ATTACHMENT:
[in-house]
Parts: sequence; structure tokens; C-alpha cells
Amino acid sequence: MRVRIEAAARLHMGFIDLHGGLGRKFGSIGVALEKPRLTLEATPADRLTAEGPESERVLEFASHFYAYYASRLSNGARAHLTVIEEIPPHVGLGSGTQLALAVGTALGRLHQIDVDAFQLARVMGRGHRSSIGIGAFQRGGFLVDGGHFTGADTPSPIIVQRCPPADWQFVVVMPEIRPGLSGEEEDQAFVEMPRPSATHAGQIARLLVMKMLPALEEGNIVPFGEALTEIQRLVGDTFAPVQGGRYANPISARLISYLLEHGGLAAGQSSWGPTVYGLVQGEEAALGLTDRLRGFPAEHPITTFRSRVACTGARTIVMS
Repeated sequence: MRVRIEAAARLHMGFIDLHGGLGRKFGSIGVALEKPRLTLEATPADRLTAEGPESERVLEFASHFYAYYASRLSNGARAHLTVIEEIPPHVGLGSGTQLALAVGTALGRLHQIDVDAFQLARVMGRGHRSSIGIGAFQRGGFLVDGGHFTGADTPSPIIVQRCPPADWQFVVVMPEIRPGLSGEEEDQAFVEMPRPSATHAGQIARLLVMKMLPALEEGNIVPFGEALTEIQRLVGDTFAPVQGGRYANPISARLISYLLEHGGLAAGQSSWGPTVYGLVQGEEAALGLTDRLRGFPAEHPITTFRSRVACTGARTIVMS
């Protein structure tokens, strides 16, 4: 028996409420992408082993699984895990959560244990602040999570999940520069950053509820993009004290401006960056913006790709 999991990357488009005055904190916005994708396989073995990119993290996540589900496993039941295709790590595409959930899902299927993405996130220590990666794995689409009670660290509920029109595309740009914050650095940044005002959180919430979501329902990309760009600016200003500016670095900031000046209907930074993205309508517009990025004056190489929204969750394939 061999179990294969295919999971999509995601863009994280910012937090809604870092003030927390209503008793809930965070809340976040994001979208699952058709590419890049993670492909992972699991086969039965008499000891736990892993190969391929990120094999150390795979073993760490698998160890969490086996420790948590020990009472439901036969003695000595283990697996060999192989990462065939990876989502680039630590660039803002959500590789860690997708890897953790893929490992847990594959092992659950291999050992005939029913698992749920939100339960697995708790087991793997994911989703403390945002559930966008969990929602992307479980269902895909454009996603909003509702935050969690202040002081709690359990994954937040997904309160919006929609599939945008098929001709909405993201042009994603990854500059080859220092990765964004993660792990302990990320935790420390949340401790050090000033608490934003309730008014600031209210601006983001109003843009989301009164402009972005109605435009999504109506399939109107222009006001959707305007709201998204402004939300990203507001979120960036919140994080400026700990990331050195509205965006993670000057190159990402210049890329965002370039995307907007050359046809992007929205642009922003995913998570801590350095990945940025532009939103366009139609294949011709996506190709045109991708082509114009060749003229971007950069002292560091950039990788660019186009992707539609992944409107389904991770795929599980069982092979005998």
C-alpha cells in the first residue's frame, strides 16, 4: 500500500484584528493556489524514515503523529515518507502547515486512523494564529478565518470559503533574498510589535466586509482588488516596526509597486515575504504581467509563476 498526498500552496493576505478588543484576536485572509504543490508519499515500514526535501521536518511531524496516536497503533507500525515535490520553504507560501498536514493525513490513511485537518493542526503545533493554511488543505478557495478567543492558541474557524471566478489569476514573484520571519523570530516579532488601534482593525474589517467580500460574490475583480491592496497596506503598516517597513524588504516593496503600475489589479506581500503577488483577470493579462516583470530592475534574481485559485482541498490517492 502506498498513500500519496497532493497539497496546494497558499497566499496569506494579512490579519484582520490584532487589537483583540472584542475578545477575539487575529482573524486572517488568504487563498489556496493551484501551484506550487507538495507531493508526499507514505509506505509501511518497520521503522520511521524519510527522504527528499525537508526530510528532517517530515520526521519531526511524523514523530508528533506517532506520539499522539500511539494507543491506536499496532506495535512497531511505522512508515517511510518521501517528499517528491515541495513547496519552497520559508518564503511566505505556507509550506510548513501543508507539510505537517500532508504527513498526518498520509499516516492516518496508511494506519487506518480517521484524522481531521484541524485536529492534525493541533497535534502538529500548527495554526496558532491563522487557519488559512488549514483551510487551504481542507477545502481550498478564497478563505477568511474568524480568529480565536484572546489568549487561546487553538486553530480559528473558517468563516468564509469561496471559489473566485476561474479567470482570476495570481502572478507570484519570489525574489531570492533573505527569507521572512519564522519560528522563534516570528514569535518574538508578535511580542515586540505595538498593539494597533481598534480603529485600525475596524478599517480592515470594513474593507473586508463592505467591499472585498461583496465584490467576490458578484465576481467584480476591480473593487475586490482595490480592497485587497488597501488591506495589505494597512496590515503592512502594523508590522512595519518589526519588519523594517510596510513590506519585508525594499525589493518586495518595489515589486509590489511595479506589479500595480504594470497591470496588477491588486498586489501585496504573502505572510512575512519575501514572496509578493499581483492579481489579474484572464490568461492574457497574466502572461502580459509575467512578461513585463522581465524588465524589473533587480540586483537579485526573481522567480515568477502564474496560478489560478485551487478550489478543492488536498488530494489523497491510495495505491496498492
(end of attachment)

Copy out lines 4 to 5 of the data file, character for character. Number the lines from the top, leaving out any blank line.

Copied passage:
Repeated sequence: MRVRIEAAARLHMGFIDLHGGLGRKFGSIGVALEKPRLTLEATPADRLTAEGPESERVLEFASHFYAYYASRLSNGARAHLTVIEEIPPHVGLGSGTQLALAVGTALGRLHQIDVDAFQLARVMGRGHRSSIGIGAFQRGGFLVDGGHFTGADTPSPIIVQRCPPADWQFVVVMPEIRPGLSGEEEDQAFVEMPRPSATHAGQIARLLVMKMLPALEEGNIVPFGEALTEIQRLVGDTFAPVQGGRYANPISARLISYLLEHGGLAAGQSSWGPTVYGLVQGEEAALGLTDRLRGFPAEHPITTFRSRVACTGARTIVMS
């Protein structure tokens, strides 16, 4: 028996409420992408082993699984895990959560244990602040999570999940520069950053509820993009004290401006960056913006790709 999991990357488009005055904190916005994708396989073995990119993290996540589900496993039941295709790590595409959930899902299927993405996130220590990666794995689409009670660290509920029109595309740009914050650095940044005002959180919430979501329902990309760009600016200003500016670095900031000046209907930074993205309508517009990025004056190489929204969750394939 061999179990294969295919999971999509995601863009994280910012937090809604870092003030927390209503008793809930965070809340976040994001979208699952058709590419890049993670492909992972699991086969039965008499000891736990892993190969391929990120094999150390795979073993760490698998160890969490086996420790948590020990009472439901036969003695000595283990697996060999192989990462065939990876989502680039630590660039803002959500590789860690997708890897953790893929490992847990594959092992659950291999050992005939029913698992749920939100339960697995708790087991793997994911989703403390945002559930966008969990929602992307479980269902895909454009996603909003509702935050969690202040002081709690359990994954937040997904309160919006929609599939945008098929001709909405993201042009994603990854500059080859220092990765964004993660792990302990990320935790420390949340401790050090000033608490934003309730008014600031209210601006983001109003843009989301009164402009972005109605435009999504109506399939109107222009006001959707305007709201998204402004939300990203507001979120960036919140994080400026700990990331050195509205965006993670000057190159990402210049890329965002370039995307907007050359046809992007929205642009922003995913998570801590350095990945940025532009939103366009139609294949011709996506190709045109991708082509114009060749003229971007950069002292560091950039990788660019186009992707539609992944409107389904991770795929599980069982092979005998």